Acuity Brands based in Georgia and Receivables Performance Management based in Washington recently announced data breaches. The latter’s data breach has impacted over 3.7 million persons.
Receivables Performance Management
Receivables Performance Management (RPM) in Lynnwood, WA, a business associate of a few HIPAA-covered entities, has just commenced informing folks affected by a 2021 ransomware attack. RPM detected the attack on May 12, 2021 and its investigation affirmed the first breach of its network on April 8, 2021. Nevertheless, file encryption just began on May 12.
RPM stated it was able to block the attack and recover its systems in just 36 hours and got a computer forensics agency to look into the breach and find out the nature and extent of the attack; nevertheless, the types of data and people impacted were identified only on October 2, 2022. RPM mentioned that the long duration of investigating the attack was a result of the infrastructure complexities of RPM’s server. RPM stated it got confirmation that the information is not under the control of the third party(ies) connected to this incident.
RPM mentioned personal data was likely exposed, which include Social Security numbers. Impacted persons are being given free credit monitoring services. RPM stated it is working together with security professionals to strengthen its defenses to stop the same breaches down the road. At this point, the number of individuals affected by the breach is not yet certain. The breach report sent to the Maine Attorney general reveals a total of 3,766,573 people were impacted, with roughly 500,000 of those persons living in Texas. The breach is not yet published on the HHS’ Office for Civil Rights breach website.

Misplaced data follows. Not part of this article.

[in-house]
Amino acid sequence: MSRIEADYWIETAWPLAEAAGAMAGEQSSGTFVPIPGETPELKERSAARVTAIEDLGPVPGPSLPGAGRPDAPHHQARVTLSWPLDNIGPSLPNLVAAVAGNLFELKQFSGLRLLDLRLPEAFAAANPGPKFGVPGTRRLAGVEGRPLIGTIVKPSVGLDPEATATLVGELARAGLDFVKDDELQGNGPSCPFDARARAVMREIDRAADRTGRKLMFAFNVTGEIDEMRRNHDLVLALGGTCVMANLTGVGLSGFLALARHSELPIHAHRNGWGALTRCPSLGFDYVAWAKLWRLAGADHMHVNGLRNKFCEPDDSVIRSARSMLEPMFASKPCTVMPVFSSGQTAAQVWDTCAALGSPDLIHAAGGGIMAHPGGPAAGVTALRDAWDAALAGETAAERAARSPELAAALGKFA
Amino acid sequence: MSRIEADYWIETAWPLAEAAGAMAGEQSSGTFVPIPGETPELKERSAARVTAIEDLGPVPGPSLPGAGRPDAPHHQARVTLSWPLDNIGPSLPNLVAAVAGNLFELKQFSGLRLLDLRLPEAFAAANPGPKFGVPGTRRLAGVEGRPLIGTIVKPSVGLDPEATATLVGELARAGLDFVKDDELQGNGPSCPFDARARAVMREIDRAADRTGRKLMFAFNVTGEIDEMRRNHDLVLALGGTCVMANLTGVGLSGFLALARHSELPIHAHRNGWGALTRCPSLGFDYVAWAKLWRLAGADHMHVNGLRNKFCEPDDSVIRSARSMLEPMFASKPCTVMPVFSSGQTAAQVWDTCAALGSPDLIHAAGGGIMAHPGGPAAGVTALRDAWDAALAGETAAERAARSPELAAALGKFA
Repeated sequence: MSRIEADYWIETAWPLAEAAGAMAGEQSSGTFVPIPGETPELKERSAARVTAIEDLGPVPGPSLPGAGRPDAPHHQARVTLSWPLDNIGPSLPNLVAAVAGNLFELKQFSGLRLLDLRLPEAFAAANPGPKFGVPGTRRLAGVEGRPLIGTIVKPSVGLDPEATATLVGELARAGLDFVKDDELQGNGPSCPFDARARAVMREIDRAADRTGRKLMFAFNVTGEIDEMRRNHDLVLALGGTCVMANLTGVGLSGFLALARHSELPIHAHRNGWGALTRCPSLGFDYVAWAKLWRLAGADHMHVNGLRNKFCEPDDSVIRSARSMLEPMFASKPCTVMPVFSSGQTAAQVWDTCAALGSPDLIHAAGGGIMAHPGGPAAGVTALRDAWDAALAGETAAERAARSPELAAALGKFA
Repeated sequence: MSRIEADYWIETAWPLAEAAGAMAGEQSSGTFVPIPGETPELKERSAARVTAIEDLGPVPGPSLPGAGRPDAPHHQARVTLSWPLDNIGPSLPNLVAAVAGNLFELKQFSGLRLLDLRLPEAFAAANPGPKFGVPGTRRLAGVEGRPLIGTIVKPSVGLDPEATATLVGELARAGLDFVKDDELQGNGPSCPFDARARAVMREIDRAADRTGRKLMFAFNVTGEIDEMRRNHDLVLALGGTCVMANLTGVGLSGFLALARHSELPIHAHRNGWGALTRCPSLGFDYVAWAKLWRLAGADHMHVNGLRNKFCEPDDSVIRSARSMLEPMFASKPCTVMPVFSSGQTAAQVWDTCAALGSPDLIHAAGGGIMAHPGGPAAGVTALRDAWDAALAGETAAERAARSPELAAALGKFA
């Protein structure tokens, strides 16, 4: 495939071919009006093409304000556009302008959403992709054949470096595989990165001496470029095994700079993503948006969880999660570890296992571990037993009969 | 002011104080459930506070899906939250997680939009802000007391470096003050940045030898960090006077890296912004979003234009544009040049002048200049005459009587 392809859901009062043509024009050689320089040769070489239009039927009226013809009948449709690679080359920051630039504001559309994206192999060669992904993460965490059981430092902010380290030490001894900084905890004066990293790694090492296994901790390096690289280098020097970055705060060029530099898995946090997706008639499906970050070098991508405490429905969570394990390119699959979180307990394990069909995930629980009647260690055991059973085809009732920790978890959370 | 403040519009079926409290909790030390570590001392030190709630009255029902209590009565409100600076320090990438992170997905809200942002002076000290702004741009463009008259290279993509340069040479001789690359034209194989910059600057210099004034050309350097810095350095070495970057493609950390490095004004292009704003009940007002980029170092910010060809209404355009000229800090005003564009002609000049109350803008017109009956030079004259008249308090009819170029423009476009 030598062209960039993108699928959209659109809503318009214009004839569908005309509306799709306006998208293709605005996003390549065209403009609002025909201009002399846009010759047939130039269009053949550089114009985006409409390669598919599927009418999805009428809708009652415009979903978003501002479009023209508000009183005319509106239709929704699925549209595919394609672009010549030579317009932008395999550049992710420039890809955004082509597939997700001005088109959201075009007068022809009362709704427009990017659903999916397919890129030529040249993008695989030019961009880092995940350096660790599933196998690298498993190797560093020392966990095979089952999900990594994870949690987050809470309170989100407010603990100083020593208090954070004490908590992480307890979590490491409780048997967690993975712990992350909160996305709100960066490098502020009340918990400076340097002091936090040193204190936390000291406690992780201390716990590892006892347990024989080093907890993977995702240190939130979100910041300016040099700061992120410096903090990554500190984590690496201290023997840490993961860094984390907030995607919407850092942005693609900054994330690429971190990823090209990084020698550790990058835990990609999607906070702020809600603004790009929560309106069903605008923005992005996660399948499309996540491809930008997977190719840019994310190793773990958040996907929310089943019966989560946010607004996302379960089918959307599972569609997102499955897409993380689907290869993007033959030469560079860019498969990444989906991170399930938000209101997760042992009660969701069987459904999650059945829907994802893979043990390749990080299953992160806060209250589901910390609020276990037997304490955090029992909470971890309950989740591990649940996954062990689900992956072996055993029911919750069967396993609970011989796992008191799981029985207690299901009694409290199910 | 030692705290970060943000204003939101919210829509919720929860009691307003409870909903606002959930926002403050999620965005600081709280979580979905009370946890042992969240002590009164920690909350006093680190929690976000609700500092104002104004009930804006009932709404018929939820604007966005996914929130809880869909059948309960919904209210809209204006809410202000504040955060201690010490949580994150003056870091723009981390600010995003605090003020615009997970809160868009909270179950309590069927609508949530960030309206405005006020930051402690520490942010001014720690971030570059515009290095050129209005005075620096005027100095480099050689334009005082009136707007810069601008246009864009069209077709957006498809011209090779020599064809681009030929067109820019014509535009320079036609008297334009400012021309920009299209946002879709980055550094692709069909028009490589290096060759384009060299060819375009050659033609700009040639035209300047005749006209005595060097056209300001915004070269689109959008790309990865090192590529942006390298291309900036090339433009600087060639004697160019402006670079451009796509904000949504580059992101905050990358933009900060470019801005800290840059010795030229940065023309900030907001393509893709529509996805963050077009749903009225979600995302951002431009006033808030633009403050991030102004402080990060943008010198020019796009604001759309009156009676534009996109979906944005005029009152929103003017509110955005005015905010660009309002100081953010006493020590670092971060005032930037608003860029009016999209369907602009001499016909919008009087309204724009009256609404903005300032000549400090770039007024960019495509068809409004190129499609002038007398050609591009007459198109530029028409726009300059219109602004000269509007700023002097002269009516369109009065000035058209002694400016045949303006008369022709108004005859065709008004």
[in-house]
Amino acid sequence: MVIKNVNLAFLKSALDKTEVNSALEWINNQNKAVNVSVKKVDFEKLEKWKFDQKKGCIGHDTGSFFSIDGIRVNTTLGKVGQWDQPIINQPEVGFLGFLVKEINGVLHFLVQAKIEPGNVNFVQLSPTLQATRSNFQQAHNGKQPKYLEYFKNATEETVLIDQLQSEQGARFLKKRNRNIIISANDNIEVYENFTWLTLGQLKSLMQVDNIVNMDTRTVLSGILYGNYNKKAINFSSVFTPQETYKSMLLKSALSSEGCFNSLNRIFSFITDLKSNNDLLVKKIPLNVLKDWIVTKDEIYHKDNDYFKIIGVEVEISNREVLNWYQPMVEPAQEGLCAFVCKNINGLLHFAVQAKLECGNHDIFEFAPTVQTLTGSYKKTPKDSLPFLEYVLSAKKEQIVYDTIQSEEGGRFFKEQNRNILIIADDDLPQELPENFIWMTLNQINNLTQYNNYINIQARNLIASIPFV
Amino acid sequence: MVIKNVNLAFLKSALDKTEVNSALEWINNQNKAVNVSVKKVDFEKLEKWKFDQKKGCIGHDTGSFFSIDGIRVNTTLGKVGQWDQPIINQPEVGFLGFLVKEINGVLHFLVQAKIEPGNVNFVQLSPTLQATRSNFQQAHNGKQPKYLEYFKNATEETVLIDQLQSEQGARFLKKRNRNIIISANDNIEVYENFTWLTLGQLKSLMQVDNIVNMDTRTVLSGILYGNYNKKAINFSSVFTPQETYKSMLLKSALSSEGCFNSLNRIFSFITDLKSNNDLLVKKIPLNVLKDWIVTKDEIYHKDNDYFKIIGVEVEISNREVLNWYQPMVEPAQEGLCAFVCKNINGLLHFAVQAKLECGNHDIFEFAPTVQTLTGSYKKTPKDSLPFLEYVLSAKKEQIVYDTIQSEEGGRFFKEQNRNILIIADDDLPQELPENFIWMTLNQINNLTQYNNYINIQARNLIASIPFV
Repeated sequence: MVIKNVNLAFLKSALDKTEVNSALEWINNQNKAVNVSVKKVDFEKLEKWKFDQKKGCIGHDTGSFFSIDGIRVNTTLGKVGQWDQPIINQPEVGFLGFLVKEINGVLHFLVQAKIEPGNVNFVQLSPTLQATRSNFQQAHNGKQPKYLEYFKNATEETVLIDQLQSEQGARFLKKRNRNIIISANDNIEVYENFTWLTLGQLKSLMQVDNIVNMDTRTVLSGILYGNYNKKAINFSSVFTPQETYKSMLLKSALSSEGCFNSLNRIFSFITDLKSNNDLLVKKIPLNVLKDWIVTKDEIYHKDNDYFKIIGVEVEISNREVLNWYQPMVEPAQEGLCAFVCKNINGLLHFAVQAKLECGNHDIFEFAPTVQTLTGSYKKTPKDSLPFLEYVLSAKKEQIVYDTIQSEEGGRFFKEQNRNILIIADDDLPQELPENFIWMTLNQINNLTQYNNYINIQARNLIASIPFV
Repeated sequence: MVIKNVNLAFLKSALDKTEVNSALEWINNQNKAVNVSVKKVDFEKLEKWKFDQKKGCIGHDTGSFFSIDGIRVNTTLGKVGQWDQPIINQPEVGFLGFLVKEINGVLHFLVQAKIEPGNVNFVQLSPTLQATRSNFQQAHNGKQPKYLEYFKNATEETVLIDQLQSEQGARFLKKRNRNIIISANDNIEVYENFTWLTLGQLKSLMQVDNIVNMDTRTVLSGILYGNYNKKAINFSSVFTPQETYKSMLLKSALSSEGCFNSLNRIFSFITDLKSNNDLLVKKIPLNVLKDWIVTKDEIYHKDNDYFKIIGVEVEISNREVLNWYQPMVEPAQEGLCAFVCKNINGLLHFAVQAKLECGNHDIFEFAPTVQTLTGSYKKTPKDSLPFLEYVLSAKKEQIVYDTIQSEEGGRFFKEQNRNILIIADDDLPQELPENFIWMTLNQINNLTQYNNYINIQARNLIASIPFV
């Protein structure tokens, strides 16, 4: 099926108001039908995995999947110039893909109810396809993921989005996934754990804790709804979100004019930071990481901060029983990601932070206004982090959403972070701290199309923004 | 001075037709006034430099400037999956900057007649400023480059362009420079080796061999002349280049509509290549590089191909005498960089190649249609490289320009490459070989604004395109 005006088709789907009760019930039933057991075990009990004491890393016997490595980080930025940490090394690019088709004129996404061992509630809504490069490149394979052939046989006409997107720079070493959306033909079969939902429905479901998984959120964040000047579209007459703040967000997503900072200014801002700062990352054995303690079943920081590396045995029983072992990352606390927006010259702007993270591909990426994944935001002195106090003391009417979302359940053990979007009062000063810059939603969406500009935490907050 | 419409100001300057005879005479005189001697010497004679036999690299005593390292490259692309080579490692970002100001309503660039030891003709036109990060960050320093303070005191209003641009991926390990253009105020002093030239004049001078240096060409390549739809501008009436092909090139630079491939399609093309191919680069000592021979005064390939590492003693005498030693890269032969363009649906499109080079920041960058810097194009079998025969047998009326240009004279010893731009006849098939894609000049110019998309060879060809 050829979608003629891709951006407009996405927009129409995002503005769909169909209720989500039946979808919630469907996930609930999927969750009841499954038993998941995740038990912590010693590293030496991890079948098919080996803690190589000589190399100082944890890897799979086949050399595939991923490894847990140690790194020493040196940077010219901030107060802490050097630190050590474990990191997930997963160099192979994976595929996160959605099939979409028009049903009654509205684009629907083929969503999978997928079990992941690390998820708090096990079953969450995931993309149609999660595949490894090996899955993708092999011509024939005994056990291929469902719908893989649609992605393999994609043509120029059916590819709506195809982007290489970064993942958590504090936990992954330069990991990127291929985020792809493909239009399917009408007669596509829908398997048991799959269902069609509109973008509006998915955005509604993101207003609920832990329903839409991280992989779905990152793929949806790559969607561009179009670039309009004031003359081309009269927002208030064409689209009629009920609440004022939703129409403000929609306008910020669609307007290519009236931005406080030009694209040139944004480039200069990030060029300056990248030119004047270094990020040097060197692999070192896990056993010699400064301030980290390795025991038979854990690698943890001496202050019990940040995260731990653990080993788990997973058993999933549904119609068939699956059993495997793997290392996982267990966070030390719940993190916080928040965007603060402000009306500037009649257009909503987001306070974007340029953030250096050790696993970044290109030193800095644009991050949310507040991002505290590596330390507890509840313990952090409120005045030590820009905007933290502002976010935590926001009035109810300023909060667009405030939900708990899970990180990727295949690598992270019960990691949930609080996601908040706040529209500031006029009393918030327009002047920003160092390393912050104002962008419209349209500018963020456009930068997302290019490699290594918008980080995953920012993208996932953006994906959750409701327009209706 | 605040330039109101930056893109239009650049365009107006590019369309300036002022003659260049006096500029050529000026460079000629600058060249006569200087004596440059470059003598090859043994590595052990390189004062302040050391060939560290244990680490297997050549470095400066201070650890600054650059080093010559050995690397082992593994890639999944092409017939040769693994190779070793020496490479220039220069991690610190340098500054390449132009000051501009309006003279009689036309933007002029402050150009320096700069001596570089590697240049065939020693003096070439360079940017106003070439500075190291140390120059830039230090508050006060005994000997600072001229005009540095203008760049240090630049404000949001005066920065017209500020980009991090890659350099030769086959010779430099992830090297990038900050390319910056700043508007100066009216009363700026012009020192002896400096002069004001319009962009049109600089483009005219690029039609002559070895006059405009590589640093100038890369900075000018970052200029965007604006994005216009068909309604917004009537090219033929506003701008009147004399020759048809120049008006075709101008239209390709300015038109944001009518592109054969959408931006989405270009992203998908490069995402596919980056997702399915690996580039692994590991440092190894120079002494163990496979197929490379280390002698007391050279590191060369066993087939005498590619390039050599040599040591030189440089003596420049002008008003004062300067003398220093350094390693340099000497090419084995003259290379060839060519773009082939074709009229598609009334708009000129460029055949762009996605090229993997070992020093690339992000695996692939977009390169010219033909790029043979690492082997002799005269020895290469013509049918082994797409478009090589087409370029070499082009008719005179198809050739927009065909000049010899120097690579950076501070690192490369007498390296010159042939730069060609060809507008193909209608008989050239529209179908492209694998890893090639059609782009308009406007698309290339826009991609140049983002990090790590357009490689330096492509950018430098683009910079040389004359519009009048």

Acuity Brands Data Breach
Lighting and building management company Acuity Brands based in Georgia reported that unauthorized persons got access to its system from December 7 to December 8, 2021, and extracted a number of files. During the breach investigation, Acuity Brands identified a prior security breach that happened from October 6 to October 7, 2020, and in that prior incident, unauthorized persons had tried to duplicate the files from its database.
An analysis of all files possibly accessed in the two incidents revealed that the files held the data of present and past health plan members and workers. The incident only affected the data of employees. No client data was exposed.
The two incidents prompted the exposure and potential theft of files comprising names, driver’s license numbers, Social Security numbers, financial account details, and some medical health data associated with other facets of a person’s occupation with Acuity, for example, injury data associated with employees compensation claims, or associated with leave requests covered in the Family and Medical Leave Act. The kinds of data involved differed from one person to another. Free memberships to credit monitoring services are being provided to qualified persons. Extra safety measures were enforced to avoid even more data breaches.
The incidents are not yet posted on the HHS’ Office for Civil Rights breach website, therefore it is presently uncertain how many persons were impacted.